The Monocle Weekend Edition – Saturday 2 September 2023 sent this email to their subscribers on September 2, 2023.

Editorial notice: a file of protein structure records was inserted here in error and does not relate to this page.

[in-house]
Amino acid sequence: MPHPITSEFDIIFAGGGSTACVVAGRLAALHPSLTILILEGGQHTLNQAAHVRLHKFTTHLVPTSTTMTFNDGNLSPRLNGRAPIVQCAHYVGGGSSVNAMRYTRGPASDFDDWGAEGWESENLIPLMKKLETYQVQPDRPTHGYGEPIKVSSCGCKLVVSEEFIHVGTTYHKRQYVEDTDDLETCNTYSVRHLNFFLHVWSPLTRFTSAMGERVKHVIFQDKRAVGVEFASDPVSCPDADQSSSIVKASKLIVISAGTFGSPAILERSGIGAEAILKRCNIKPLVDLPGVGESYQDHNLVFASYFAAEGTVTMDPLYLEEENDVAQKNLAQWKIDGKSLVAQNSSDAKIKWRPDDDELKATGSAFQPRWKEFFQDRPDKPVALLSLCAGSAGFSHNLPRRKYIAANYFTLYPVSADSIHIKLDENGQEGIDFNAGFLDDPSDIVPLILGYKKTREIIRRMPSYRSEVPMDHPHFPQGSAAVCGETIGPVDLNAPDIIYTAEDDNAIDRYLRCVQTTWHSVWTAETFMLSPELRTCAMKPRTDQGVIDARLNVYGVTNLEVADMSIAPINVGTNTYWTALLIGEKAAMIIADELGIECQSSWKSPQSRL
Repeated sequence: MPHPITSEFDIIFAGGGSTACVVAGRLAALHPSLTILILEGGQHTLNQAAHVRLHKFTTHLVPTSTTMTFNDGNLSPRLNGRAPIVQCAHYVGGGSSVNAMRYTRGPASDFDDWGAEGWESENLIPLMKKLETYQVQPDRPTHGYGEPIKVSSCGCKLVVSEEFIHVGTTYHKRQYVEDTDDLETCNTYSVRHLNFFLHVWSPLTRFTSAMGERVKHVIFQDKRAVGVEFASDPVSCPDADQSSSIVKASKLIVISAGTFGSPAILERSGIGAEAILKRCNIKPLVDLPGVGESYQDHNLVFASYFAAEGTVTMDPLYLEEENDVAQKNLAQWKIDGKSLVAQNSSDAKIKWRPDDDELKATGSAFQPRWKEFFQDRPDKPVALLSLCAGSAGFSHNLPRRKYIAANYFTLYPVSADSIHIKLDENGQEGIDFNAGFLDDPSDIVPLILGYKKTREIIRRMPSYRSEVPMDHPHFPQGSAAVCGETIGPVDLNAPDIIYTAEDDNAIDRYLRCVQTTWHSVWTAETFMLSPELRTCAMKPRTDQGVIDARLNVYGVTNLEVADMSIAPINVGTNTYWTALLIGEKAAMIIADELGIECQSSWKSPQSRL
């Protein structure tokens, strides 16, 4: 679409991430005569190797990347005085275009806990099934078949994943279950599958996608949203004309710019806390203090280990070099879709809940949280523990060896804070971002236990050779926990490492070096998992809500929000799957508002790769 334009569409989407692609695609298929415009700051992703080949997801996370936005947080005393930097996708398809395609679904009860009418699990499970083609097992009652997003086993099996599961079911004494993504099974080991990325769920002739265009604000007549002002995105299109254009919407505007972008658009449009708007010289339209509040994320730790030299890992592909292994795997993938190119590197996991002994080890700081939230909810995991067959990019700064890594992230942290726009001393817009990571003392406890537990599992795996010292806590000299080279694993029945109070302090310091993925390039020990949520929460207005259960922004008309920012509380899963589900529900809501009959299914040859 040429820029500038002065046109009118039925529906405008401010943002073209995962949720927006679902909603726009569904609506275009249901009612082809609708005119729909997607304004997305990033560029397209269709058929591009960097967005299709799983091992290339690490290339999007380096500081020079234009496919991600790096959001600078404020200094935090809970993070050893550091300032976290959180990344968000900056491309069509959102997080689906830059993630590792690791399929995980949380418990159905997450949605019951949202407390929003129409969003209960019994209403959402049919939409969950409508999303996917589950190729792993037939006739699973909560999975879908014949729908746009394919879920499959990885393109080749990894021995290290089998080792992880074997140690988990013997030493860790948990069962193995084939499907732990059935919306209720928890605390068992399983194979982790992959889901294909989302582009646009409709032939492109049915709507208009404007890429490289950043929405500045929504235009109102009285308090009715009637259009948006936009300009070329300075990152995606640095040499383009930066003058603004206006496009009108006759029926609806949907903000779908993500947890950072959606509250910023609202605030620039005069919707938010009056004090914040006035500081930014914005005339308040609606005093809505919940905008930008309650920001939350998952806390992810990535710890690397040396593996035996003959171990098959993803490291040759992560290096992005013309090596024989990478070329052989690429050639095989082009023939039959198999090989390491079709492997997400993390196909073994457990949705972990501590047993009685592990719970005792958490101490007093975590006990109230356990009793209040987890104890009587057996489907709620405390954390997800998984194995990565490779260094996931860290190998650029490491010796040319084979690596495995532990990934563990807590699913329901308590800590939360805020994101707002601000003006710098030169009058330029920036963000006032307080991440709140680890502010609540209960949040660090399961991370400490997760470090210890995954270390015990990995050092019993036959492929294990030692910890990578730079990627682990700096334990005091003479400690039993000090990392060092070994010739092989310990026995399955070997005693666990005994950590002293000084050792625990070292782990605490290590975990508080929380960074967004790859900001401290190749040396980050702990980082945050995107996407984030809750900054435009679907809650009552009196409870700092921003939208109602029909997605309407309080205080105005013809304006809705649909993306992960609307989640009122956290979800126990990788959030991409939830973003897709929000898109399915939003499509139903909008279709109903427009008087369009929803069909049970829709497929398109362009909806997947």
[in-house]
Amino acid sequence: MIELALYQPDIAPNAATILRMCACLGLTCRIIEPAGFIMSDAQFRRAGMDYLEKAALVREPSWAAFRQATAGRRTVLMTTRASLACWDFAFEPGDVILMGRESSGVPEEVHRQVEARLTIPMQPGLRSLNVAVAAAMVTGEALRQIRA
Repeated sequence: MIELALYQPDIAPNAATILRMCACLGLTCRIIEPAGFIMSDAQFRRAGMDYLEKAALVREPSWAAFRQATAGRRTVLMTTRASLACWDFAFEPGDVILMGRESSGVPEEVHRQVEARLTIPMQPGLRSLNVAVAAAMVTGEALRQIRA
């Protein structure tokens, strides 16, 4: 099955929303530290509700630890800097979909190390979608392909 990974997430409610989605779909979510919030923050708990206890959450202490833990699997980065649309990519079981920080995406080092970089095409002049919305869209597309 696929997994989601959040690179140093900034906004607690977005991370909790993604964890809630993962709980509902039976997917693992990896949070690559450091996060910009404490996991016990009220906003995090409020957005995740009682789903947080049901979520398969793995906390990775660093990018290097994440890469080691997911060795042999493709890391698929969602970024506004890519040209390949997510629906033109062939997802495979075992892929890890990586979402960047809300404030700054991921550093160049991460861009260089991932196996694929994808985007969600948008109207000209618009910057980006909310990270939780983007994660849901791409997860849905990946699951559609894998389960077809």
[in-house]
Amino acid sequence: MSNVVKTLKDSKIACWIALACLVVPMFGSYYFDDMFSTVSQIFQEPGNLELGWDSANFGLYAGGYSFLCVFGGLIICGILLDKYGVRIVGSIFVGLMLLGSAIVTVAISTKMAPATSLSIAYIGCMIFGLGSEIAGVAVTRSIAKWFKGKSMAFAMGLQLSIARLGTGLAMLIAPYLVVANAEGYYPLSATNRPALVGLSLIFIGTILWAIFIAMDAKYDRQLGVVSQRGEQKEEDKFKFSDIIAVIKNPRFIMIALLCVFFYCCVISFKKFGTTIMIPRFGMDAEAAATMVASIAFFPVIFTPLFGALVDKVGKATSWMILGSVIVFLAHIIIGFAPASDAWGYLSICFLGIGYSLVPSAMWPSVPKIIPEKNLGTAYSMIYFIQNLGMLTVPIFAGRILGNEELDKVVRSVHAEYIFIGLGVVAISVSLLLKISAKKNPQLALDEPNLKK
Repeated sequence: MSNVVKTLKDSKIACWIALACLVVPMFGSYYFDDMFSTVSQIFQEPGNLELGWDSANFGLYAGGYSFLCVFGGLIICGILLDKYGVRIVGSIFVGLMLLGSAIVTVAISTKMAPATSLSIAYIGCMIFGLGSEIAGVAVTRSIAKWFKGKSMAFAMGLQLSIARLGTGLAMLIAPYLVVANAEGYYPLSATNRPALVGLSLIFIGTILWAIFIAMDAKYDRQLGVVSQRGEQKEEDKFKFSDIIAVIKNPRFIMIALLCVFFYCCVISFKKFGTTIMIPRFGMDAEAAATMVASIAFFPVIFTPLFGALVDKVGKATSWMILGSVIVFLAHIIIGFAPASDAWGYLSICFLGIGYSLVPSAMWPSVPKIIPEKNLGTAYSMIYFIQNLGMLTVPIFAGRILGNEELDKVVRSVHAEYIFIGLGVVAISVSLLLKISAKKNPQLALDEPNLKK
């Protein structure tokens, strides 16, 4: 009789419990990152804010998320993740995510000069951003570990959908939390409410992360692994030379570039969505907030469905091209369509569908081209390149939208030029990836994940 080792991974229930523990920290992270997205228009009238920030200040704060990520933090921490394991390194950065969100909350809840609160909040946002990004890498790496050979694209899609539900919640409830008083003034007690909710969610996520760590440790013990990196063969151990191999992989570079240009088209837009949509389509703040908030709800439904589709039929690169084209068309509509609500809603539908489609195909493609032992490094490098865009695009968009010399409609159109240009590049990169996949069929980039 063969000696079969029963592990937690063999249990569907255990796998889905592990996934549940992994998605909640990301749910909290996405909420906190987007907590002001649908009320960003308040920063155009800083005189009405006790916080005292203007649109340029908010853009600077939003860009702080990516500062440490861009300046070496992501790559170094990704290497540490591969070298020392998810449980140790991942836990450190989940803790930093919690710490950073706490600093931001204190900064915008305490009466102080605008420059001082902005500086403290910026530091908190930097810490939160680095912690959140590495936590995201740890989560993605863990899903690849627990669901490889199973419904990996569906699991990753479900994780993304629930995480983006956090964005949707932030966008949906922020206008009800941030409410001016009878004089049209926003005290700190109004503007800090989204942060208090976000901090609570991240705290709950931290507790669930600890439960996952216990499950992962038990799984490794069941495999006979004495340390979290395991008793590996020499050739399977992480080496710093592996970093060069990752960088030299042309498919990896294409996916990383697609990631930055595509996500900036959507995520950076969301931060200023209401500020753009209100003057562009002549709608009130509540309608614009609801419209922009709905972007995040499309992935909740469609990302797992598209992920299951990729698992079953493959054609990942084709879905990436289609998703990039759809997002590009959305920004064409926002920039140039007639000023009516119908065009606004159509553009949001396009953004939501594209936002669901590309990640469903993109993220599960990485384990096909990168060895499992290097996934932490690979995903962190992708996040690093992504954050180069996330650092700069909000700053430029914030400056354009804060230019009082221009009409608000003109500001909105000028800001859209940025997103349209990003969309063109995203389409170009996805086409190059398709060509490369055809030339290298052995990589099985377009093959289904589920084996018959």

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London / Zürich / Milan / Tokyo / Bangkok / Singapore / Los Angeles Saturday. 02/09/23 Monocle Weekend Edition: Saturday SPONSORED BY TRUNK Monocle TREASURE ISLAND Andrew Tuck counts us in this week with the latest from the Monocle Quality of Life Conference before we drop anchor in the Mediterranean to visit one of Italy’s hidden gems: Sardinia. We also go to the US for a lesson in taking the road less travelled and make a bid on some choice memorabilia at Sotheby’s – but you might want to hurry before another lot bites the dust. ---------------------------------------------------------------------------------------------------------------------------------- THE OPENER / ANDREW TUCK SETTING THE BAR HIGH It’s that precise moment where, in northern Europe, you suddenly sense that the season is about to shift. You notice the softening of the light, the horse chestnuts hanging from the trees and the temperature beginning its downward trajectory. It’s all fine but what you don’t want is rain or sullen grey crowds. Well, not if you are about to host The Monocle Quality of Life Conference in Munich (it would bring back memories of a very soggy galoshes-required gathering in the city). The hardcore team of event planners and tech crew started arriving in the city on Tuesday but I came on Wednesday with a posse of editors, filmmakers and staff from our commercial squad. As we touched down, the weather looked wobbly and a little unwelcoming – should I have packed a gilet? Apparently realising that this was not what was required, the weather gods relented and by Thursday night they had turned the temperature dial up for a last summer blast, replacing the grey with blue. Thank you. It meant that as people arrived from all over the world to the welcome reception at Schumann’s Bar am Hofgarten, everything felt pretty damned perfect. The bar has a street entrance but, at the back, opens onto the vast Hofgarten – a formal, enclosed garden where locals play boules or come for an evening saunter. We had placed a big bet on the weather months ago and had arranged for cocktails and an easy dinner to be served there, alfresco. As I stood back to survey the scene, the occasional brown leaf eddying down from one of the vast trees, I suddenly saw what this was all about, all these months of preparing and planning (and let’s be super clear here – it’s other people’s diligent organising; I just get to take some of the glory with a mic on stage). Over a couple of hours, I caught up with attendees from past events and numerous first-timers. In no time I was having conversations about their lives and careers that will stay with me. Here was Lad, a woman I have known for years from social media, who had made the journey from Seattle and somehow combines being an artist with being a human-computer interaction research chief; Howard, an architect from Sweden with a deep knowledge of Formula One; and Colin, the founder of Never Too Small, a media brand about tiny apartments, which I adore. There were people from Dubai, Saudi Arabia, Brazil and even Liverpool. Tyler and I got to perch on a couple of garden chairs and, after the dinging of a wine glass to get everyone’s attention, we said some words of welcome – and even got a few laughs. As always at Monocle events, I was struck by how everyone in the room – phones were in pockets – (me included) was here to listen to each other. As I have revealed before, I write this column on a Friday morning, which is a little painful when the main day of talks and debates for the conference lies ahead – and today demanded a buzzing alarm at 04.30. It was made even more painful by the fact that I may have lingered perhaps a little later than was wise at the convivial Schumann’s. But as I file this, some of the day has begun to unfold here at the Allianz Auditorium (not to be confused with the Allianz Arena – we are big but not that big). We’ve already had a branding masterclass, got the scoop on which property assets to invest in and been taken through the strategic risks on the road ahead. But I imagine my colleague Tyler Brûlé will be revealing more in his column tomorrow. Some of the highlights from the conference will be played across our programming on Monocle Radio in the coming week. But for now, have a good Saturday and hopefully, you’ll be in the room next year. ---------------------------------------------------------------------------------------------------------------------------------- THE LOOK / FULL-FRAME SUNGLASSES FASHION CYCLES The well-documented rise of athleisure has long been getting us used to divorcing clothing from its originally intended, sport-related function (writes Chiara Rimella). But after yoga pants and hiking sneakers, there’s another item that’s found life away from the training programme. Long the preserve of lycra-clad cyclists who braved intimidating inclines on two wheels, wrap-around, multicoloured biking goggles have become a feasible choice for less strenuous, everyday life activities. With their mirrored lenses shimmering in the sun, they were on sale at every self-respecting beach tat shop around the Mediterranean this summer. While brands such as Denmark’s Pas Normal Studios have successfully managed to create cycling apparel that looks less technical and more design-conscious, it’s not that common to see the aesthetic hallmarks of biking translate to the high street (not many people like to wear padded skin-tight shorts – unless absolutely necessary). And yet, this style of sunglasses has managed to make the journey in this direction, becoming the preserve of a fashion crowd in pursuit of a look that’s half Jane Fonda workout, half peak-Thierry Mugler – a very self-conscious cyber-punk feel with a whiff of the 1990s. Of course, it’s no longer just the specialist brands that are supplying the goods: labels such as Prada have joined the pack with its moody Linea Rossa Impavid model, proving that this trend has truly stepped up a gear. ---------------------------------------------------------------------------------------------------------------------------------- HOW WE LIVE / SUBURBAN PAVEMENTS END OF THE ROAD? The US has long been a car-centric nation but it plays out in bizarre ways (writes Christopher Cermak). I’m always struck by the number of suburban neighbourhoods that quite literally have no pavements to walk on. If I spent time at my uncle’s home on Long Island, New York, I would have to walk in the street to get to the train station. Even in Washington, staying in a house in the old neighbourhood of Cleveland Park just outside the city centre, I was amazed at how often I would have to walk cautiously along the road, dodging unsuspecting cars, for lack of any alternative. It’s as if some neighbourhoods just assume that nobody wants to walk; this despite many a dog-walker awkwardly passing me in the street on my strolls. 77 B - 1 N K 0 g It all comes down to a traditional notion that a lack of pavements in the suburbs would create a more rural feel. Despite the fact that many American cities recognise the health benefits of walking and the importance of pedestrianising large parts of city centres, the suburbs still suffer from a lack of walkways. In general, the rule is that newly built houses add a path in front of them but if you live in an older home, then you have no such obligation and cities can’t typically force you to change your own land. This creates a bizarre patchwork – one house with a pavement in front, one without. Hopefully, the day will come when things change but until then, you’ll find me running on the suburban obstacle course wherever I have to. It still beats driving everywhere. ---------------------------------------------------------------------------------------------------------------------------------- TRUNK  MONOCLE Discover new wardrobe staples from Trunk’s in-house collection that are crafted in the UK, Portugal and Italy – in store and online now.  discover more THE MONOCLE CONCIERGE / YOUR QUESTIONS ANSWERED LIFE’S A BEACH The Monocle Concierge is our purveyor of top tips and delectable recommendations for your next trip. It’s also on hand in audio form on Monocle Radio, with reports and the latest travel news from around the world. If you’re planning to go somewhere nice and would like some advice, click here. We will answer one question a week. Dear Concierge, Do you have any hidden gems or recommendations for a weekend in Sardinia? Sebastian Tondon, United States Dear Sebastian, Sardinia is one giant treasure trove. First, decide on where you want to focus your efforts as this is a large island (the second largest in the Mediterranean). The surprisingly overlooked capital of Cagliari is an easy-breezy mini metropolis, with its palm and jacaranda-lined avenues, as well as pastel-coloured architecture. At the Museo Archeologico Nazionale, you will find countless treasures from the many ancient civilizations that have flourished and fallen in Sardinia, bronze figurines from the Nuragic period and the Giants of Mont’e Prama, which are thought to date back as far as 900 BCE, are not to be missed. From there, take a stroll through the Castello district to Bastione di Saint Remy for a spectacular view across the aptly named Golfo degli Angeli (Bay of Angels). Sardinian cuisine is conquering both the Italian mainland and the world beyond. The legendary San Benedetto covered market in Cagliari is currently undergoing a revamp but its stalls have been set up around the nearby Teatro Lirico opera house. You’ll be hard-pressed to find better fresh seafood anywhere in the world. For classic Sardinian fare, book a table at the rustic yet contemporary Pani e Casu back in the hilltop Castello district (there are great views of the sunset here too). For a more laid-back, fusion-filled approach, make sure to go to the Cagliari-cum-Marseille inspired Bar Pipette. Fine wines from across the globe are accompanied by beautifully conceived dishes. The beach is an absolute must on even the shortest of visits to Sardinia; luckily, the capital has plenty to choose from. The wide, sandy expanse of Poetto or the crystal-clear, turquoise waters of the coves around Calamosca are probably among the best places in which you can dip your toes in any Italian city. As they say in Sardinian: Bonu viazu! ---------------------------------------------------------------------------------------------------------------------------------- CULTURE CUTS / READ, WATCH, LISTEN SHELF LIFE ‘Lazy City’, Rachel Connolly. Set in Belfast, this novel follows Erin, a young woman who returns to her home town after her best friend dies. Her wry observations on daily life and the city’s unsettled past feel at once personal and political. ‘Passages’, Ira Sachs. In American director Ira Sachs’s newest production, set in Paris, a gay film director cheats on his partner with a young, straight woman. What ensues is a doomed love triangle characterised by romance, intrigue and resentment. ‘Everything is Alive’, Slowdive. The British band’s fifth album is a potpourri of hazy soundscapes and 1980s electronica. Touching on life, family and new beginnings, the record is a meditation on the universality of human experiences. ---------------------------------------------------------------------------------------------------------------------------------- FASHION UPDATE / JW ANDERSON MATTERS OF THE ART Fashion designer Jonathan Anderson, who is also the creative director of Spanish luxury label Loewe, is taking to the art world this autumn with a new exhibition, On Foot, opening at the Offer Waterman Gallery (writes Natalie Theodosi). For his show, Anderson has curated a series of contemporary works by British artists such as Frank Auerbach, Sara Flynn, Lucian Freud and Barbara Hepworth, which will be displayed next to some of his designs for Loewe and his own label, JW Anderson. The idea of the show was to handpick a wide variety of pieces, from ceramics and paintings to fashion designs, that create “stark contrasts” when displayed next to each other. They also mimic the experience of walking around different parts of London, from traffic-clogged streets to green parks and busy pubs. Irish-born Anderson, who now works between London and Paris, has been interested in working with British artists. Earlier this year he worked with the 100-year-old kitchenware brand, Cornishware, and he counts visual artist Anthea Hamilton as a friend and frequent collaborator. The two first joined forces in 2018 to create costumes for a Tate Britain installation and are now working together on a series of surrealist accessories – some shaped like the pigeons you spot around London – that will be on sale at the Offer Waterman Gallery and the JW Anderson shop in Soho. ---------------------------------------------------------------------------------------------------------------------------------- WHAT AM I BID? / FREDDIE MERCURY AUCTION HAMMER TO FALL Rock stars are often advanced as evidence of the truism that money cannot buy taste (writes Andrew Mueller). It was the sight of Ike and Tina Turner’s luridly decorated early-1970s abode that prompted one record company executive to mutter, “Hey, so you can spend $70,000 at Woolworths?” The late Queen frontman, Freddie Mercury, had more rarefied sensibilities than that but it can be said that the trove of his possessions on the block at Sotheby’s is distinguished by an exuberant disregard for decorum. Six auctions of Mercury artefacts are scheduled, the climax of a month-long exhibition at Sotheby’s London. The Evening Sale on 6 September includes the biggest prize: the Yamaha baby grand piano upon which he composed “Bohemian Rhapsody”, among many others (the estimate for that runs up to €3.5m, so you may need to have written at least as big a hit yourself to be able to afford it). Of the other lots, there are the treasures that Mercury acquired with the fortune that Queen earned him, including works by Picasso, Fabergé, Chagall, Miró and Dalí. But more intriguing are the personal memorabilia: stage costumes, handwritten lyrics and the outer door of his Kensington home, slathered with graffiti by grieving fans after his death in 1991. The estimate for this crowd-sourced tombstone is €30,000. ---------------------------------------------------------------------------------------------------------------------------------- NEWSLETTER / JOIN US WELCOME TO OUR WORLD Has this been forwarded to you by a friend? Sign up to The Monocle Minute and Monocle Weekend Editions to receive your own bulletin of weekday news and weekend treats.  sign up now   Feedback? get in touch   Read this email online   Manage Newsletters   Share on Twitter   Share on LinkedIn Images: Mathieu de Muizon, Getty Images, Luigi Fiano  from The Monocle Minute & Weekend Edition To stop receiving all Monocle newsletters, please click here This email is from Monocle whose registered office is at Midori House, 1 Dorset Street, London, W1U 4EG. You have received this email because you have previously provided us with your email address and subscribed to Monocle bulletins. © 2023 Monocle. 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